3.2%

We’re all accustomed to the idea that alcohols of different strengths will be regulated differently. For the most part we do that by type: beer has these rules, wine has those, and liquor has these, those, theirs, the whole nine. But several states dive in a little deeper, distinguishing between light beer and heavier beer. And they all use the same cut-off line: 3.2% alcohol by weight. In Utah, Oklahoma, Minnesota, Kansas and Colorado, you can buy beer below 3.2% ABW in a grocery store, but nothing higher.

Seems a little arbitrary, doesn’t it? Why 3.2% ABW? And since when do we measure alcohol content by weight, anyway? The answer, like with so much else we talk about on this site, is 1933, the end of Prohibition.

FDR had won the presidency with a promise to repeal the 18th Amendment. While he put that in motion right away, it had to get ratified by 36 states. That, it was thought, could take years, and with the Great Depression in full swing, the government wanted to get the brewing industry back up and running sooner rather than later. Thankfully, the 18th Amendment did not expressly forbid all alcohol, just “intoxicating liquors”. In fact, some people who supported the Amendment apparently did so thinking it would just ban spirits, and leave beer and wine alone. The fuzziness of “intoxicating liquors” opened the door for the government to allow low-alcohol booze before the 21st Amendment actually passed. Congress quickly drew up a bill granting states permission to allow beer and wine up to 3.2% ABW.[i] FDR signed it (famously quipping, “I think this would be a good time for a beer!”) and it went into effect on April 7—now celebrated as National Beer Day.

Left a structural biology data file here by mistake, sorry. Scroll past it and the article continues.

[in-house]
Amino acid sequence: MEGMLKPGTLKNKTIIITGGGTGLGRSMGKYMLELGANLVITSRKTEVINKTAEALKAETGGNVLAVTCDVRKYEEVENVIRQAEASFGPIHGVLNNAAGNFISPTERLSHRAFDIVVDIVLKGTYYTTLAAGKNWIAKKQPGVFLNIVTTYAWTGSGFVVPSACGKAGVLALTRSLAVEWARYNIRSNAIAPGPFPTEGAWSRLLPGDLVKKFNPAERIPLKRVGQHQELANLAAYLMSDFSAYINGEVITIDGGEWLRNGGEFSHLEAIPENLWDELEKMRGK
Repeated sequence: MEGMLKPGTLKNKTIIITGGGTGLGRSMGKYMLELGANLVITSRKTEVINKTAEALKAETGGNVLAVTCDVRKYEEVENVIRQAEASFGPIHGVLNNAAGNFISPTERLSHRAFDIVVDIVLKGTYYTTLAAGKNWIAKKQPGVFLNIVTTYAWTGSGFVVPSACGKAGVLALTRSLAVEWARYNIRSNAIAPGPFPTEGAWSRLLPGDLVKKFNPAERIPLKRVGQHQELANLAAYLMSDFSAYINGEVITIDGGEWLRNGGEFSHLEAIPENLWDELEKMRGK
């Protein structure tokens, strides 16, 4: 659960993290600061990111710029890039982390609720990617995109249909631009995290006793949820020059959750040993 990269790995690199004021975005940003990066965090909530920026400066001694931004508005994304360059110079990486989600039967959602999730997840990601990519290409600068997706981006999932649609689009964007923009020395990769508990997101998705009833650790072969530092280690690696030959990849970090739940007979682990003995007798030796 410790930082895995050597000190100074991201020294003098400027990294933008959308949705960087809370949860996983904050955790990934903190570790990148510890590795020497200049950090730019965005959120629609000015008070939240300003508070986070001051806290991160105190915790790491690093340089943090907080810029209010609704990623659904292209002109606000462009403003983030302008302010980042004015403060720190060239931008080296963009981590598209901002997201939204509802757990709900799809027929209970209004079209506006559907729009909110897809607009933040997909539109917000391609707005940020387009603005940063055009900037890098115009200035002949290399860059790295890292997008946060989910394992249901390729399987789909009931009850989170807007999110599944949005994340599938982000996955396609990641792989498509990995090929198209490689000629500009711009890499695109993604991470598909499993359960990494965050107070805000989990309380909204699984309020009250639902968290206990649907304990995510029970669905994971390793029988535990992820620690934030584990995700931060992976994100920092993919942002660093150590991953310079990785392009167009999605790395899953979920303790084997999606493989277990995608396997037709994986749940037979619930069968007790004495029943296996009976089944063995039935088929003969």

The 21st Amendment did not take years to pass. It was adopted within nine months, with Utah, of all states, the 36th to ratify it. That was the end of the federal 3.2% law, and most states got rid of their versions as well. But a few have held onto the distinction ever since.

So, that’s why all those states use the same percentage, but why did the authors of the original bill choose 3.2% ABW?

Apparently, it’s just as arbitrary as it seems. Different numbers were thrown around—2.75%, 3.05%, etc.—often with some quasi-scientific claim about where “intoxication” began.[ii] Congress picked one, and nobody challenged it.

 

[i] The law was the Cullen-Harrison Act, For some reason 3.2% wine never really took off.

[ii] See Swain, Martha. “Pat Harrison: The New Deal Years.” University Press of Mississippi: Jackson, 1978. Pp. 40-41

Leave a Reply

Fill in your details below or click an icon to log in:

WordPress.com Logo

You are commenting using your WordPress.com account. Log Out /  Change )

Google+ photo

You are commenting using your Google+ account. Log Out /  Change )

Twitter picture

You are commenting using your Twitter account. Log Out /  Change )

Facebook photo

You are commenting using your Facebook account. Log Out /  Change )

Connecting to %s